Physical activities reduce impact of COVID-19 on patients — Experts
By Chioma Obinna
Health experts have said that physical activities could reduce the impact of COVID-19 infection on patients, even as they warned of an increasing Lung COVID-19 cases in Nigeria.
The experts spoke to Good Health Weekly, shortly after the opening ceremony of the 5th scientific conference and Annual General Meeting of the Association of Clinical and Academic Physiotherapists of Nigeria, with the theme, “Physiotherapy in pandemic and beyond”.
They maintained that physical activities were required right from prevention, onset of the disease to the management of the disease at the chronic stages.
According to them, the debilitating lung COVID also known as Viral Post-COVID Syndrome which is gradually increasing in numbers in Nigeria, can be prevented with physical activities.
Speaking, the National President, ACAPN, Dr. Chris Okafor, noted that with adequate care and exercise, the rate of COVID-19 infection can be minimised by introduction of physical activities by physiotherapists.
“Physical activity helps to manage COVID 19. You can be isolated but you need physical activity even in isolation.
“During infection, physiotherapist helps to boost the lung capacity of the patients by introducing exercises that will make the patients physically active.
“When there is minimal function in the lungs, the patients will have other complications and when it happens, the patients may present with things like weakness, loss of muscle power, muscle tones etc.
“And only physical activities an reduce the impact and prevent patient from having lung COVID or get into lung collapse.”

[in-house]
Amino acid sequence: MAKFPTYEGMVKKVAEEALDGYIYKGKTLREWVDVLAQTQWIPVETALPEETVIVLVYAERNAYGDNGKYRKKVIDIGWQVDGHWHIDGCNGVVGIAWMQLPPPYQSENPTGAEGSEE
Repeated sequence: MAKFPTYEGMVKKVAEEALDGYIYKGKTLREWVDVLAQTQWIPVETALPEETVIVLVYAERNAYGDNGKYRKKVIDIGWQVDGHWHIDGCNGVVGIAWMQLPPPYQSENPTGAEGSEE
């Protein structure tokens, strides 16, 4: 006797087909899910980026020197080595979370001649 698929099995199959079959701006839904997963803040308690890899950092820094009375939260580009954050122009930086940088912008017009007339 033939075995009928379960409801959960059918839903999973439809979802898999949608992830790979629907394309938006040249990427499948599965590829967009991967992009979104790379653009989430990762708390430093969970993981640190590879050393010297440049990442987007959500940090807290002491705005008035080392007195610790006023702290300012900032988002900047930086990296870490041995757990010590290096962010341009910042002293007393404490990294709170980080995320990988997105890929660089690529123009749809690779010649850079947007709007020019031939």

Also, speaking, immediate past acting Vice Chancellor of the College of Medicine, University of Lagos, CMUL, Prof Folashade Ogunsola, decried the debilitating impact of lung COVID.
She noted that the human body was designed to move, and when people do not use their muscles, such muscles grow smaller and weaker, hence, the need for physical activity.
Ogunshola said COVID-19 attacks, reduces the lung function and physiotherapists are needed to help patients to get rid of these risks when they recover.
She said COVID-19 has been a game-changer, disrupter of life that gives a glimpse into the future and has accelerated the world’s movement into digital technology.
“For the elderly people, in particular, I was concerned about the elderly, many of them were not moving around at all such that by the end of the year, many of them were extremely weak.
“In addition to that, some had started having dementia; physiotherapists are required for this era where there is a lot of atrophy.”
She explained that though there has been an increase in Lung COVID in Nigeria it was not a pandemic but a post-viral syndrome, adding that, “because it is a new disease, it is affecting people differently.”
She said they are seeing a lot of lung COVID even in young people but for some, it is debilitating while for some, it is not so bad and shorter than others.
“We don’t totally understand the disease or what predisposes us to have lung COVID. It works in progress to fully understand it and how to stop it.”
Speaking, the Chairman, Scientific Council, Dr Chidozie Mbada, said that COVID-19 was a catastrophe that brought the world to a near halt, adding that the delicate and vulnerable nature of the world became apparent during the pandemic.
Mbada who noted that COVID-19 brought in a lot of new and unfamiliar policies said the most significant, for them was the lockdown restrictions which led to economic and health consequences, among other things.
He said for their profession, there was a shift from skepticism to optimism on the adoption of telerehabilitation (digital therapy) in Nigeria.
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